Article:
How would you react if your husband presented you with an individual volume of New Jersey Superior Court Reports as a present? I bet you’d be as stunned as I was.
To be fair, my husband and I are attorneys (I’m retired), but I still had absolutely no idea why he thought I’d be excited to receive a book of reported New Jersey legal decisions as a gift. Had he lost his mind?
“Don’t you remember your reported case?” he asked as I held volume 230 in my hand.
With no memory that I had a reported case, let alone the case’s name, I fumbling through the Table of Cases looking for something familiar. Finally, my husband couldn’t stand it anymore, “Hurley v. Hurley.”
I flipped to the page and stared in amazement. There it was — Deborah A. Woodbury — my official lawyer’s name. Seeing it reminded me what a big deal a reported case is to an attorney. It truly is impressive, especially when you’re on the winning side of the decision (which I am proud to say I was). Yet, somehow, I had forgotten all about it.
As I pondered how I could have forgotten something that was once so momentous, it struck me that somewhere along the line, my “new normal” as a retired attorney had become simply normal. I was no longer living in that intersection between what had been and what was now. Forgetting was a side effect of moving on into the next phase of life.
Of course, retiring from the practice of law wasn’t the only time I created a “new normal.” I went from single to married, and childless to mother of two. When I look back at the young, single woman I was all those years ago, I don’t recognize her. I also don’t miss her because I quickly embraced the “new normal” of married and parental life.
It’s a lot harder to settle in when the “new normal” is thrust upon you. Years ago, I had no choice but to end a completely dysfunctional relationship with my father. That “new normal” was a lot healthier for me, but a struggle to manage while he was alive. Even so, I was able to forego his funeral without a hint of guilt because the complete disconnect between us had become the norm.
I also struggled with infertility and miscarriages before the birth of our first child. That was the first time I faced the “new normal” of betrayal by a formerly healthy body. Later, when I was diagnosed with cancer, that same betrayal, anger, loneliness, stress, and fear became the “new normal.”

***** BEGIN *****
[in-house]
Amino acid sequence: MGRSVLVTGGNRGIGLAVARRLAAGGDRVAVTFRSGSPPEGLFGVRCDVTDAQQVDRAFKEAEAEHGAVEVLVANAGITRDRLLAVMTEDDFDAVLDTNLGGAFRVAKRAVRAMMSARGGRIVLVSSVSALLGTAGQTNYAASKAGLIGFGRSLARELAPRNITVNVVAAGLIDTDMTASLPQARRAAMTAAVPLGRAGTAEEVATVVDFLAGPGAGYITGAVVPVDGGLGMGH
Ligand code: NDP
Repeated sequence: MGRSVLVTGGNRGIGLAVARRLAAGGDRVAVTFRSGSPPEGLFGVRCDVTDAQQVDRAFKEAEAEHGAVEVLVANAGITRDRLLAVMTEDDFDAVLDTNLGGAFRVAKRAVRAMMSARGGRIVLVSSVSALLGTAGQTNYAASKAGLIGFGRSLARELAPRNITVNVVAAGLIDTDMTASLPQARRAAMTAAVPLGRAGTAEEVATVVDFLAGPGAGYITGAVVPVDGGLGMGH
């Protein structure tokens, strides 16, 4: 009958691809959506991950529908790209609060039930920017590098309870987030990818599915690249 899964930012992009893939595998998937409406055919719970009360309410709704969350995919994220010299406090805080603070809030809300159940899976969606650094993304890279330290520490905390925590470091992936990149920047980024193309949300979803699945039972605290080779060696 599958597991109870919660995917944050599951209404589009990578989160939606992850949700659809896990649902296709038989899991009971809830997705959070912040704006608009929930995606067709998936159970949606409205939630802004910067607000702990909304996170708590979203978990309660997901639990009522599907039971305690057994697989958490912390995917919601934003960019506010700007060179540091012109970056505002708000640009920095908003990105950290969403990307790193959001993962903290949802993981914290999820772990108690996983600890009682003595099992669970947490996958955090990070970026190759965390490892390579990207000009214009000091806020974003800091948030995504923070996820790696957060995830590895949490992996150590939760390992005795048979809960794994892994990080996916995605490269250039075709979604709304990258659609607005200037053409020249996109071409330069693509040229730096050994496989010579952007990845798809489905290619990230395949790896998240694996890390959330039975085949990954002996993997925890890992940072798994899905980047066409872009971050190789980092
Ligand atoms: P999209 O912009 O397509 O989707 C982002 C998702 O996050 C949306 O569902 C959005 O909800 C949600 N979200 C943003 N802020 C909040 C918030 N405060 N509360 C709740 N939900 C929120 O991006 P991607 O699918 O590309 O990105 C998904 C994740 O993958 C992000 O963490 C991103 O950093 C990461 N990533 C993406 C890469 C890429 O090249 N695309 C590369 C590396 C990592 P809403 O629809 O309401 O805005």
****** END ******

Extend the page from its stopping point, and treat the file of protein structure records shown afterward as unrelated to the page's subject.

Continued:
Here’s what I’m working on: making the “new normal” of life beyond cancer just plain normal. Whatever your struggle, I know it’s possible to move beyond constant comparisons between what was and what now is with the right tools. Here’s what it’s going to take:
- Time: It takes time to get used to the shock of a “new normal.” This is true even when we’ve chosen it (as anyone with a new baby can testify). When we have no control, it’s even harder. The trick is to be in the moment and avoid projecting out beyond right now. You’ve got enough to deal with without convincing yourself that it’s always going to be this hard. Time moves us along and teaches us to accept.
- Support: No one should face sudden, catastrophic change without a strong support system in place. Knowing that you’re not alone and other people understand what you are going through heals and strengthens you
- Expression: Facing a “new normal” creates stories that need to be told. Join a support group or an online community, or share with a friend who “gets it.” The more you tell your stories, the more you take your power back and find your footing.
For me, it takes one more thing to move beyond the “new normal” to normal. It takes a partner who stood beside me through all of the above and never wavered. I’m still stunned he remembered my lawyer’s moment of fame and searched out that book for me. It’s the single most romantic present he’s ever given me and a reminder that I can make the “new normal” just plain normal.
Survival > Existence,